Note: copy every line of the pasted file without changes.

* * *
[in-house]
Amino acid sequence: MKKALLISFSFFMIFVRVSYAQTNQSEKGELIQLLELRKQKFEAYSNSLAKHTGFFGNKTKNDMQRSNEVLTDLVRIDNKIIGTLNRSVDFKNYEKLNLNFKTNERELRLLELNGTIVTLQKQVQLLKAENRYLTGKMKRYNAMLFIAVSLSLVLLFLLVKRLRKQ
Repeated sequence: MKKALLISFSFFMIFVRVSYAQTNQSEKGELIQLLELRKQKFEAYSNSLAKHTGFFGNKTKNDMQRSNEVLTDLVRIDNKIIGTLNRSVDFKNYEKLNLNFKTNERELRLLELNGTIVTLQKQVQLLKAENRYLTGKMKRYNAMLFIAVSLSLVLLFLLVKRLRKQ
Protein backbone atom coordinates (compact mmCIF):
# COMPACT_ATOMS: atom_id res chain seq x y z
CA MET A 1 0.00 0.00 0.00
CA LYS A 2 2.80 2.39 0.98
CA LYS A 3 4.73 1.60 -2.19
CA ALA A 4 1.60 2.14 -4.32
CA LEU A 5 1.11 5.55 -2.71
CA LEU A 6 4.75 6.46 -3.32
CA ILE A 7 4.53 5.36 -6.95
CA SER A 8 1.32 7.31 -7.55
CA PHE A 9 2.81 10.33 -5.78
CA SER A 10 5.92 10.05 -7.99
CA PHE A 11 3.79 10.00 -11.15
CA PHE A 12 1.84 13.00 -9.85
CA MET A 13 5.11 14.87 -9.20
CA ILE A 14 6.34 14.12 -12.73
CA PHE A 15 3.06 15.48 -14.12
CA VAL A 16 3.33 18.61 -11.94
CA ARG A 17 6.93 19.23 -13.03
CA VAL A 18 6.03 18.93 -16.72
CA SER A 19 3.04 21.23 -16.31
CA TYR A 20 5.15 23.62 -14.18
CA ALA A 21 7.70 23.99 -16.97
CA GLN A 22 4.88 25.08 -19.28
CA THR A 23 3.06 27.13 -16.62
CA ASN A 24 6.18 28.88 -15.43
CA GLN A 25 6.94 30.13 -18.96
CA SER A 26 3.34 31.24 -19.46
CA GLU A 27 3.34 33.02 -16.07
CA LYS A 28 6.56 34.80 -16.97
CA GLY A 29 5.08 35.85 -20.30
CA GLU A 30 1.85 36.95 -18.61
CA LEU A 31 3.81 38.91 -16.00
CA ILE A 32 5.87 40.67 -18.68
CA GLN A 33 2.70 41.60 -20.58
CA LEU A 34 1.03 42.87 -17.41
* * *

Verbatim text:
[in-house]
Amino acid sequence: MKKALLISFSFFMIFVRVSYAQTNQSEKGELIQLLELRKQKFEAYSNSLAKHTGFFGNKTKNDMQRSNEVLTDLVRIDNKIIGTLNRSVDFKNYEKLNLNFKTNERELRLLELNGTIVTLQKQVQLLKAENRYLTGKMKRYNAMLFIAVSLSLVLLFLLVKRLRKQ
Repeated sequence: MKKALLISFSFFMIFVRVSYAQTNQSEKGELIQLLELRKQKFEAYSNSLAKHTGFFGNKTKNDMQRSNEVLTDLVRIDNKIIGTLNRSVDFKNYEKLNLNFKTNERELRLLELNGTIVTLQKQVQLLKAENRYLTGKMKRYNAMLFIAVSLSLVLLFLLVKRLRKQ
Protein backbone atom coordinates (compact mmCIF):
# COMPACT_ATOMS: atom_id res chain seq x y z
CA MET A 1 0.00 0.00 0.00
CA LYS A 2 2.80 2.39 0.98
CA LYS A 3 4.73 1.60 -2.19
CA ALA A 4 1.60 2.14 -4.32
CA LEU A 5 1.11 5.55 -2.71
CA LEU A 6 4.75 6.46 -3.32
CA ILE A 7 4.53 5.36 -6.95
CA SER A 8 1.32 7.31 -7.55
CA PHE A 9 2.81 10.33 -5.78
CA SER A 10 5.92 10.05 -7.99
CA PHE A 11 3.79 10.00 -11.15
CA PHE A 12 1.84 13.00 -9.85
CA MET A 13 5.11 14.87 -9.20
CA ILE A 14 6.34 14.12 -12.73
CA PHE A 15 3.06 15.48 -14.12
CA VAL A 16 3.33 18.61 -11.94
CA ARG A 17 6.93 19.23 -13.03
CA VAL A 18 6.03 18.93 -16.72
CA SER A 19 3.04 21.23 -16.31
CA TYR A 20 5.15 23.62 -14.18
CA ALA A 21 7.70 23.99 -16.97
CA GLN A 22 4.88 25.08 -19.28
CA THR A 23 3.06 27.13 -16.62
CA ASN A 24 6.18 28.88 -15.43
CA GLN A 25 6.94 30.13 -18.96
CA SER A 26 3.34 31.24 -19.46
CA GLU A 27 3.34 33.02 -16.07
CA LYS A 28 6.56 34.80 -16.97
CA GLY A 29 5.08 35.85 -20.30
CA GLU A 30 1.85 36.95 -18.61
CA LEU A 31 3.81 38.91 -16.00
CA ILE A 32 5.87 40.67 -18.68
CA GLN A 33 2.70 41.60 -20.58
CA LEU A 34 1.03 42.87 -17.41